I am not exaggerating one bit when I say that every spare minute that is mine, I am busy editing. When I am at work, and on lunch, I use my Voice Dream app to listen to portions of my writing and make suggested edits to myself via Evernote. Driving to and from work, I use the dictation portion of Evernote to write down quick ideas for the series. When I get home, I sit down, crack open my laptop, and edit until I start to nod off. Rinse and repeat until the weekend, where I have more time at my disposal to edit.
But, I wanted to take some time away from that to update everyone on the progress that I've made. I'm averaging one and a half chapters per month, which isn't bad considering the rewrites. I expect the subsequent chapters to be easier to edit, as I had implemented the new concepts by that time. The higher the complexity of the chapter, the longer it will take to edit. Chapter Nine took a month unto itself due to the amount of intricate content in it. Chapter Ten was not so difficult as it dealt with pretty straightforward story concepts.
I am still here and alive. If you want to email me questions, you can reach me at email@example.com. I will continue to update the website blog as new developments arise and milestones are crossed. Thank you for being a part of this journey!
Its mid-November, and you know what that means! In a few days—Thanksgiving. And, a few days after that— Christmas and New Years. For those of you who have been around since the first days of this site, you know that the holidays are the busiest time of the year for me, just like I am sure it is for all of you.
This season won’t be any different. There will be days to shop, family to spend time with, places to go, and things to eat. This, unfortunately, is my least productive time as a writer throughout the year. Though, I will make the attempt, my time will be short. That being said, I won’t be able to produce weekly newsletters as I’ve been doing. And there is another change that will make that so for the foreseeable future.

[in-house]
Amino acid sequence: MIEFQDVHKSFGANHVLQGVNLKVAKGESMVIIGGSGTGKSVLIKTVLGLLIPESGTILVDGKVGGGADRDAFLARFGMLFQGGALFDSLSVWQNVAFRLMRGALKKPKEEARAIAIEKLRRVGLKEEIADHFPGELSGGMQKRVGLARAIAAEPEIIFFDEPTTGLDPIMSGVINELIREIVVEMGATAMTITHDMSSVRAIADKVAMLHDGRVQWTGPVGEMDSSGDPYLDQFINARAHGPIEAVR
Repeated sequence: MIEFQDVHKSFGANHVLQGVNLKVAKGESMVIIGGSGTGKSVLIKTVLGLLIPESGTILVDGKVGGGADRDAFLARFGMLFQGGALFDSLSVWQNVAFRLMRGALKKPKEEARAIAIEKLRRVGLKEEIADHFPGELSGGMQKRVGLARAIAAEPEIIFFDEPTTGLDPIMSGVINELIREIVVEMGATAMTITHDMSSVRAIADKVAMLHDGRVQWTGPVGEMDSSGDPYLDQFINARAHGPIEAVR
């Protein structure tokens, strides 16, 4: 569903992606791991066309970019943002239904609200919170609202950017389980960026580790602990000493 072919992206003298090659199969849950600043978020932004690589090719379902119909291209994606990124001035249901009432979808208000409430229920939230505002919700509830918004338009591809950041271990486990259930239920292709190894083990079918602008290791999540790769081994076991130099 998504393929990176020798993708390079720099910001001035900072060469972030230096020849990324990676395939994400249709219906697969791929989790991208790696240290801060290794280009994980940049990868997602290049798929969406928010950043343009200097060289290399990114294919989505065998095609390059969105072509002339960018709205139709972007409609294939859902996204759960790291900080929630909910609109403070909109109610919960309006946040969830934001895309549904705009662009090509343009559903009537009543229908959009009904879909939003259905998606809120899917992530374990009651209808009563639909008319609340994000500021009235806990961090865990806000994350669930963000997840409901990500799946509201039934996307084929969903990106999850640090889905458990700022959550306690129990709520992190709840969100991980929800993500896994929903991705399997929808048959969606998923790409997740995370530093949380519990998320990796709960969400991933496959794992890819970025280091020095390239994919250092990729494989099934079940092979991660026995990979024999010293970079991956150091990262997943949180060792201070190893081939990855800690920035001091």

This next year I have the honor of serving as our AAPC Chapter President. That comes with a lot of responsibility and reallocation of time to those duties. That being said, I am not quitting the Blueshift Effect news blog. It just means that my posts will not be once a week as they have been. At the very least, there should be a new blog post once each month.
I admit that I am not near where I would’ve liked editing Supplicant, but work and training take precedence. Also, some chapters are more difficult to edit than others. Some areas are largely unchanged, but there are others that either need a revamp or re-write altogether. Chapter Five has given me trouble for numerous reasons, but mostly due to changes I made to the storyline as I was writing it initially. I am almost finished with this section and will be happy to move on to, hopefully, less arduous editing.
So, where does that leave my timeline for finishing the second draft? Barring any other difficult patches like Chapter Five—I would estimate by Winter 2018. The good news is that the closer I get to editing the end of Supplicant the easier it should go as that was where most of the major changes to the story occurred while writing. So, there should be fewer rewrites and edits as I go along.
Do you find these posts entertaining? What do you like or dislike about them? What could I do to improve the articles? Are there areas you are interested in that I am not covering? Leave your suggestions and observations in the comment section below. Have a wonderful Thanksgiving!
There are phrases in our culture that compare emotions to colors: Mark was so mad that he saw red. Haley has looked so blue since she failed her chemistry exam. Paula was green with envy over Chloe’s new Michael Kors handbag.
Anybody remember mood rings? People still wear those, right? Or, how about Pixar's movie, "Inside Out" where each emotion is characterized with specific color schemes? There are many more examples out there, but why? Why do we associate colors with our feelings?